Nausea is a less common symptom that is occasionally associated with hot flashes for several different reasons. Hot flashes are defined as a sudden rush of heat across the upper body. It typically affects the face, neck, and chest the most. Along with the feeling of warmth, there is also typically a visible reddening of the affected area. Feelings of anxiety and a rapid heartbeat can also occur with hot flashes. These hot flash episodes can last for as little as a minute to as long as five minutes.
Nausea is defined as an uncomfortable feeling in the stomach, such as tightness or heaviness. The feeling in the stomach is generally accompanied by an urge to vomit. Nausea does not always lead to vomiting, but it can be a precursor to it. A variety of things can cause nausea. The most significant cause of nausea is seasickness, which is where the word nausea is derived from, with the greek term "naus" meaning nausea. Pregnancy, stress, food poisoning, indigestion, viruses, and menopause can also cause nausea.
Menopause is the duration of time spanning twelve months following a woman's last period. During this time, symptoms are most intense, but they can also be present in the years before menopause starts, which is a stage known as perimenopause. Some symptoms, especially hot flashes and night sweats, can even extend into post-menopausal life, continuing for years. This means that, overall, menopause symptoms can occur for years on end.
Nausea is one of the lesser-known side effects of menopause. However, there are a couple of factors that can bring on nausea during menopause. First, two hormones greatly influence female reproduction: progesterone and estrogen. During menopause, the levels of these hormones drop significantly. The drop in these hormones can be one of the causes of nausea. Hot flashes themselves can also cause nausea, although this doesn't happen to the majority of people. Finally, HRT (hormone replacement therapy) and antidepressants that are used to help treat menopause can induce nausea. For reference, antidepressants are occasionally utilized to combat emotional changes that occur during menopause but are not commonly prescribed. HRT uses synthetic versions of estrogen and progesterone to reduce some of the effects of menopause.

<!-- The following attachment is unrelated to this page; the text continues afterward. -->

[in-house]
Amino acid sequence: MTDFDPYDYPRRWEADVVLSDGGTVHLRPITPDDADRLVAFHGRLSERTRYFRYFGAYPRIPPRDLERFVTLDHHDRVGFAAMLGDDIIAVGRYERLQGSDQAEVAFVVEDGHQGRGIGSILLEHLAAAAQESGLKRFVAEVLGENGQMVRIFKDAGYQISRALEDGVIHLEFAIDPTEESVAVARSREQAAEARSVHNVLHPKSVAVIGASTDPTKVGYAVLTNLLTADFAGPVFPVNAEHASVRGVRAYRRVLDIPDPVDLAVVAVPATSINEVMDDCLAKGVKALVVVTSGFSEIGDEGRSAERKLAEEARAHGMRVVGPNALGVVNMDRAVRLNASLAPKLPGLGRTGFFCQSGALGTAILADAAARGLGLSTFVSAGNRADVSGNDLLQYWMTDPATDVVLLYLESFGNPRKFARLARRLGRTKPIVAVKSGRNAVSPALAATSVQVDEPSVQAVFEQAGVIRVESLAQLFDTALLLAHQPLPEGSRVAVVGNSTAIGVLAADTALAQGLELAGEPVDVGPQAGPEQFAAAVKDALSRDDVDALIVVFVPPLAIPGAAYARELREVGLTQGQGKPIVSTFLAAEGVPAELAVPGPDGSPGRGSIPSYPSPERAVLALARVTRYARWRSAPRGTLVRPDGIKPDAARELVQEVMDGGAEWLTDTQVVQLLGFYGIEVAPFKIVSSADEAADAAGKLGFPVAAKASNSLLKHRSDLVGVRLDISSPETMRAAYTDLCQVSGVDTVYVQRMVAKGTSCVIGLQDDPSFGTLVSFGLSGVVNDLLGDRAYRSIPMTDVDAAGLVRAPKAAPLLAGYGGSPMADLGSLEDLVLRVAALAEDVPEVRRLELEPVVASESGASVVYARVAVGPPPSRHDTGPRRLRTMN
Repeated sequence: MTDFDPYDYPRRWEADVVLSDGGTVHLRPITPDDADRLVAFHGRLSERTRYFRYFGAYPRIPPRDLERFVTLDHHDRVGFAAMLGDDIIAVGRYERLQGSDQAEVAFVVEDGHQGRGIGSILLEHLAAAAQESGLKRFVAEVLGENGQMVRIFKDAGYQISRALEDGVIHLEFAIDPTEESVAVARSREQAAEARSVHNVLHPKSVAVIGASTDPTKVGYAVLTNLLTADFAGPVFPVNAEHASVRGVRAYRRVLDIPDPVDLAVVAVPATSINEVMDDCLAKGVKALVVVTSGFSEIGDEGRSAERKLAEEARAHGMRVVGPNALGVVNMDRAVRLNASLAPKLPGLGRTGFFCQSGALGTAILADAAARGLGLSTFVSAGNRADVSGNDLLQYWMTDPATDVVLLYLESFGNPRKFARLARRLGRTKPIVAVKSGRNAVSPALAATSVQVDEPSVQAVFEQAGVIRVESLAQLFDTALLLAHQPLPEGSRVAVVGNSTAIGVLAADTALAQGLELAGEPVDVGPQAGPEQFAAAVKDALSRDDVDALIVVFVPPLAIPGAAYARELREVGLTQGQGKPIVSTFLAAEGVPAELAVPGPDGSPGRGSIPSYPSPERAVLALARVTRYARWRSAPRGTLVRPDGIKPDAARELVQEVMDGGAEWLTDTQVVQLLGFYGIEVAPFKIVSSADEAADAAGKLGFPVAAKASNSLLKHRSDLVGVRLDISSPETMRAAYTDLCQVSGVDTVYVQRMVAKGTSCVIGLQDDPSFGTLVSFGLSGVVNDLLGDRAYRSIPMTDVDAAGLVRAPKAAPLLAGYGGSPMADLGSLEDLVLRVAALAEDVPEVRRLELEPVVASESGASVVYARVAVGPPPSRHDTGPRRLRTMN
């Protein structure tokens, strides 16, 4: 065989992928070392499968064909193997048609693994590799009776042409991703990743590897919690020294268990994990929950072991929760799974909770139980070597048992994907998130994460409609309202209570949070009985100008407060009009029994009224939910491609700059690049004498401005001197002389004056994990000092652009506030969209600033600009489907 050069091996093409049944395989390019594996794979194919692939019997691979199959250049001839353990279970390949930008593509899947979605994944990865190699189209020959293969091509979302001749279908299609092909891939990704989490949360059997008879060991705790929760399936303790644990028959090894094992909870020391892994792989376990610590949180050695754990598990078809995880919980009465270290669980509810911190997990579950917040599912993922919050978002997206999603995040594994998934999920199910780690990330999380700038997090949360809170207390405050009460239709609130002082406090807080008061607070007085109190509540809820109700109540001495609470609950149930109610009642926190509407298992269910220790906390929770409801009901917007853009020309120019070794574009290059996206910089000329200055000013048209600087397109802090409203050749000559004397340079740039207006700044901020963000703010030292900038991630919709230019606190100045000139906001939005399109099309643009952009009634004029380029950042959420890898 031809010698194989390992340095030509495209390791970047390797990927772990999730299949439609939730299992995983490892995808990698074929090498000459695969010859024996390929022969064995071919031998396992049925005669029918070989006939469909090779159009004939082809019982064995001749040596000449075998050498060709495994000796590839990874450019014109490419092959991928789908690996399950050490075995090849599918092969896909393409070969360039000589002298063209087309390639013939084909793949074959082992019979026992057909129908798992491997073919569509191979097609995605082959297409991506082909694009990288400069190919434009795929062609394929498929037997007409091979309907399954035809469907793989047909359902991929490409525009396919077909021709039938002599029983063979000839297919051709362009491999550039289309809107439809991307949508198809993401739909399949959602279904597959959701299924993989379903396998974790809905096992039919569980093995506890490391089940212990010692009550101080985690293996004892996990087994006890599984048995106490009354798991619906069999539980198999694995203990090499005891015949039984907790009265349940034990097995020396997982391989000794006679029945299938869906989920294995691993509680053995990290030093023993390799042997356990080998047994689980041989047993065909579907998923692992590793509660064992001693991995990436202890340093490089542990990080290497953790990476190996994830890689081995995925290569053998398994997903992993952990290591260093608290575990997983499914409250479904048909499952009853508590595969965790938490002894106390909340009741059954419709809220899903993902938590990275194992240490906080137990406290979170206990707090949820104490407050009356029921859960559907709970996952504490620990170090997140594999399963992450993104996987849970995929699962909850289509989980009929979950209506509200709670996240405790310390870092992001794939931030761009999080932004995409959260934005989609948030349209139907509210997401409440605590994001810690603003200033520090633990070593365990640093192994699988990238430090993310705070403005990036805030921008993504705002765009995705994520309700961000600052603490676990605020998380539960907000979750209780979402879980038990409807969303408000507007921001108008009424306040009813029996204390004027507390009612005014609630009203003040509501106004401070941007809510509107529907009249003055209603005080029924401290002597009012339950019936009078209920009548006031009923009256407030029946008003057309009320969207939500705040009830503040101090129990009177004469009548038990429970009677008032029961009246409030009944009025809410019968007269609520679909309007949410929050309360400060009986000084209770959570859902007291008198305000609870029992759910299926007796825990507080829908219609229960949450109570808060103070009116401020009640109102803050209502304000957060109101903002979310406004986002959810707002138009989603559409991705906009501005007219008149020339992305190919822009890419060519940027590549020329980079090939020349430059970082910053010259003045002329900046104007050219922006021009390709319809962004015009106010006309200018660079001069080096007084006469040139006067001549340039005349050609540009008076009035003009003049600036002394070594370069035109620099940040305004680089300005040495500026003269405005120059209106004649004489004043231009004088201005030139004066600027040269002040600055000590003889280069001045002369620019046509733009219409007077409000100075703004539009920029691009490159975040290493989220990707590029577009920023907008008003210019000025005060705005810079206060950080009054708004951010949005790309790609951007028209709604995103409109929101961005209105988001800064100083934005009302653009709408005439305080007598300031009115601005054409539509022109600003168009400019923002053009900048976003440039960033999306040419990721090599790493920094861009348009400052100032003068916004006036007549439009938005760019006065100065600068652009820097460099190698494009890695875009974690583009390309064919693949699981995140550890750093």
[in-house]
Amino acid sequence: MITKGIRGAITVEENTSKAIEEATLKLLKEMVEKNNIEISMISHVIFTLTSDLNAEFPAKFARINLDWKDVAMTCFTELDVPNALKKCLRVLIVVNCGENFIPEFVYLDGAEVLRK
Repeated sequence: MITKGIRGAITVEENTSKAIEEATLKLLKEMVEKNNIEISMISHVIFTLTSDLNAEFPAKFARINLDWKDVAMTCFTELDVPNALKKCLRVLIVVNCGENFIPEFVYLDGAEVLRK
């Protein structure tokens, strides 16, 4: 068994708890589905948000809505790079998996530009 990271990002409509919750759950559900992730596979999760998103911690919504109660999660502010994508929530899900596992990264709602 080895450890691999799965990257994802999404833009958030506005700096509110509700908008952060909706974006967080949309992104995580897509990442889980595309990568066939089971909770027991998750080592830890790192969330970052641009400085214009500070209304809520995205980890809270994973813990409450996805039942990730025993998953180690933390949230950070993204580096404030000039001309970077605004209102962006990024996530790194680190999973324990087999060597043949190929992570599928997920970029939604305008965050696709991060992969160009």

Hot flashes and nausea can both become very annoying to those going through menopause. Luckily, there are quite a few simple ways to help alleviate both effects. First, hot flashes can be helped by changing some lifestyle habits. The first is watching your diet and avoiding alcohol and spicy foods, which can both make hot flashes even worse. Second, smokers also tend to have worse hot flashes, so quitting smoking can be beneficial for reducing hot flashes as well as overall health. Lastly, making sure that you're at a healthy weight can help a lot. People who are overweight or obese tend to have worse hot flashes than others. Finally, hot flashes that extend into nighttime and sleep (or night sweats) can be relieved by using the BedFan, which blows cool air under the sheets and across the body to cool it down.
Symptoms of menopause-induced nausea can also be reduced through at-home measures. For example, taking sips of a cold drink, such as water, can reduce feelings of nausea, as can drinking peppermint or ginger tea. You can also try and distract yourself from the feeling with a show or music. It would be best if you also made sure that any meals you eat are small and eat lots of ginger. Ginger has anti-inflammatory properties, which helps relieve nausea. You should also make sure to get fresh air. If the nausea does not go away, you should contact your doctor.